If this summer you would like to hear great music as we fondly remember hearing it—in person—and if you could get there, then little Austria would be the place to be. In an otherwise unrelentingly gloomy time for the arts, the news that the Salzburg Festival will indeed take place in August and that the Vienna Philharmonic will re-commence performances this month is a balm, not just for classical habitués who know and may even have patronized these great institutions but for all people who have ever been to a concert anywhere and who have experienced this particular hole knocked into their lives since the world precipitously shut down three months ago.
If, to many of us, that dark quarter seems far longer than twelve weeks, it is not because we are impatient. It is because we understand that the performing arts, by their very nature, take time. They depend less on flashes of artistic genius than on hours, days, and years of apprenticeship, of learned artistic craftsmanship. “Art” may be a gift from God. But the performance of it is a human practice. You do not master it once, but again and again. To disrupt such habits and patterns of practice can do damage out of all proportion to the mere number of lost concerts.
Thus, the return to life of two out of three of Austria’s most famous cultural institutions is very welcome. This is not to reprove our own orchestras and festivals, which have to operate in a different national situation. Their caution may be justified, though in the end (I will go out on a limb) it will probably be judged more regrettable than not. For now, we should be grateful to the Austrians and rejoice with those of them who this summer will be able—on our behalf, let us say—to indulge once more.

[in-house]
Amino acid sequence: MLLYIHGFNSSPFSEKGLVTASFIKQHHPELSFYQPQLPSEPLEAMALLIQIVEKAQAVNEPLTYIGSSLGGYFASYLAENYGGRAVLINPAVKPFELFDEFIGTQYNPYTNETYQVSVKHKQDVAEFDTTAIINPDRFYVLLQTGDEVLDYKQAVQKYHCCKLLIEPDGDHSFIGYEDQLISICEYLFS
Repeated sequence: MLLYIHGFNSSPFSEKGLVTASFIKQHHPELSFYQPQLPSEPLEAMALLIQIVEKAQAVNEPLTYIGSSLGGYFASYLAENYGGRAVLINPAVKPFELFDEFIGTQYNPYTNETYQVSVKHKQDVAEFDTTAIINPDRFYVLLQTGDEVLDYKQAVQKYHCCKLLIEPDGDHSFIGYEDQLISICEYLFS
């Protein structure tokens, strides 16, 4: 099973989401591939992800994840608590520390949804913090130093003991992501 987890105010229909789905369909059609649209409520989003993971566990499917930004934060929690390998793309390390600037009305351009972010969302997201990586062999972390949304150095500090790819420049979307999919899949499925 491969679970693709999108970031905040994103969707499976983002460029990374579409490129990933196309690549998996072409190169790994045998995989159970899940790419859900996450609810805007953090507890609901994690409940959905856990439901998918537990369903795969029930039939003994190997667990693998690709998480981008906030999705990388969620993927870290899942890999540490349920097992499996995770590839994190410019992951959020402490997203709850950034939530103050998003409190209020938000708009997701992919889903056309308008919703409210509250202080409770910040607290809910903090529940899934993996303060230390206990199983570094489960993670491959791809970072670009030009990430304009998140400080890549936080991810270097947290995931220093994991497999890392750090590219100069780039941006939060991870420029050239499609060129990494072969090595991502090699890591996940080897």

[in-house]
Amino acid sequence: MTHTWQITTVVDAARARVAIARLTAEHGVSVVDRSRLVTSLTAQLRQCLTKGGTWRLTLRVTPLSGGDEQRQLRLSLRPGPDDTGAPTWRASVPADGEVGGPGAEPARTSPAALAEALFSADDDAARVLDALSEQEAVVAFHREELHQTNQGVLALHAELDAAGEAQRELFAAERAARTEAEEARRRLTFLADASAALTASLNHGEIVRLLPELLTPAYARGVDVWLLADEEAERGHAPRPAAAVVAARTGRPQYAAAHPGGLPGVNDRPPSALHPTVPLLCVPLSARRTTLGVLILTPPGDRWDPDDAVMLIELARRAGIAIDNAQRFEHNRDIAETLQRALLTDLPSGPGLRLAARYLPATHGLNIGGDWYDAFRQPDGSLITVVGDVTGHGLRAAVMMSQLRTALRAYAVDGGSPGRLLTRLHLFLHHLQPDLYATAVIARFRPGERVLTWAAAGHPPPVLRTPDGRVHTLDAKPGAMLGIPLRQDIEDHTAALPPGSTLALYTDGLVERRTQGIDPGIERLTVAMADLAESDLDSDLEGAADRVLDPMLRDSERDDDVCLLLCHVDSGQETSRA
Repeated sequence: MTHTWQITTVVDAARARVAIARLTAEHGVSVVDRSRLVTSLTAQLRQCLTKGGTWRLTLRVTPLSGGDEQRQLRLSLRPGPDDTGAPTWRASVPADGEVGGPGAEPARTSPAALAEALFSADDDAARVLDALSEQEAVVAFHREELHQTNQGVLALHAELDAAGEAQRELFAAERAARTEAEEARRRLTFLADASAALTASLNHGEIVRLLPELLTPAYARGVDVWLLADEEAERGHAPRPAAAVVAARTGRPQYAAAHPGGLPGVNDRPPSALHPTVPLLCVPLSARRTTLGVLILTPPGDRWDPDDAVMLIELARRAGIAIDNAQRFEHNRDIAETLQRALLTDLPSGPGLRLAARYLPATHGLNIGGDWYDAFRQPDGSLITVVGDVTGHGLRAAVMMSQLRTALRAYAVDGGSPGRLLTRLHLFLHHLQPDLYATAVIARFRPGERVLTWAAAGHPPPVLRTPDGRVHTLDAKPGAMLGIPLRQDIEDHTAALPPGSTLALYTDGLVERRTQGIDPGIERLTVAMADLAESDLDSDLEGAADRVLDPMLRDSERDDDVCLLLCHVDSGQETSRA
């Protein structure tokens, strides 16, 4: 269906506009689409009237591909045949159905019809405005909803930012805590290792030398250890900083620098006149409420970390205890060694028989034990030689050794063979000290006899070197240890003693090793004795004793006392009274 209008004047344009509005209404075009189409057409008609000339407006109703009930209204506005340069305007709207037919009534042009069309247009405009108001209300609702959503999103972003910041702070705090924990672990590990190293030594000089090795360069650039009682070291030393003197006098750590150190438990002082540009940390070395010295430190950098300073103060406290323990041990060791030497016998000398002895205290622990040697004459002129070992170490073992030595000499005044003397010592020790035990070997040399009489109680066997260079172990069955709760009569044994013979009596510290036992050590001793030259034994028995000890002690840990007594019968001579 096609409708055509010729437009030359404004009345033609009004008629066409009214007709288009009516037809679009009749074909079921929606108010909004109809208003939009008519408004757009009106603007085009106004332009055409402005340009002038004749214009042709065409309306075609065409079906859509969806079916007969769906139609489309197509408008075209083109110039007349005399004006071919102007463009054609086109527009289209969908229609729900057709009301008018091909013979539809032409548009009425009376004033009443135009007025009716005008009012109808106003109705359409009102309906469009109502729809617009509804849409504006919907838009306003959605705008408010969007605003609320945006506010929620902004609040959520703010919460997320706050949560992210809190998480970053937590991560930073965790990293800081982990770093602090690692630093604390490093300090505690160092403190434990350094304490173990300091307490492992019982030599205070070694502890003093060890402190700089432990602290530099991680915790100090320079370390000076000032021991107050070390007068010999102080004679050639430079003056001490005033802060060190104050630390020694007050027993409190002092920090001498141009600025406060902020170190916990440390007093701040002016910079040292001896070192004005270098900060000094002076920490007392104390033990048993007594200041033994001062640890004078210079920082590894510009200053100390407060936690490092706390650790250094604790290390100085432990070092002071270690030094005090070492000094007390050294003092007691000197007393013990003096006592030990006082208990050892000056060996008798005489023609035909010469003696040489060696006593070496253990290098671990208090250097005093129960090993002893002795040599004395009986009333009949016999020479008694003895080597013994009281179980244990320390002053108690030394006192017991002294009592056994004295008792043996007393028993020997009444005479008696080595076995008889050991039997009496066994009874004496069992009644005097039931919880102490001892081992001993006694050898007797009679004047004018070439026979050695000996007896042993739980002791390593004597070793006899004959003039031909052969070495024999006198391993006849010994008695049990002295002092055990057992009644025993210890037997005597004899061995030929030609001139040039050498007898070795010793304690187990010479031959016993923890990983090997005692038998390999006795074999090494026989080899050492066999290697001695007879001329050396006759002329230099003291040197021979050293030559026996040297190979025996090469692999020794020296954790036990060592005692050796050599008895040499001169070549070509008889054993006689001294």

In Vienna, the Philharmonic will reopen in accordance with government guidelines as to permitted size of audience, and will do so gingerly: from June 1, audiences of up to one hundred; from July 1, up to 250; from August 1, up to five hundred. Provided there are additional safety measures, larger-scale gatherings of up to one thousand may, it is said, be possible. There is some precautionary “it all depends” here—but not, evidently, enough to be prohibitive. The opening concerts, starting this month, will almost resemble, one imagines, private showings. So private, in fact, that there will be no public ticket sales, with the small allotment of seats going to “family members and supporters who have accompanied us through this crisis.” This is seemly and perhaps fairer than alternatives like a lottery or rationing by price. The policy may continue into the summer even as capacity rises; announcements thus far are a bit ambiguous. The Musikverein concert hall holds just over 2,800, so even if Austria gets up to that one thousand mark, musicians are still going to be looking out on a lot of empty seats. But a thousand, five hundred, or even 250 is critical mass enough to reestablish the dynamic of live performance in the presence of real and, one would hope, extraordinarily attentive and grateful concertgoers—performance that is unmediated, un-reduced, simply real.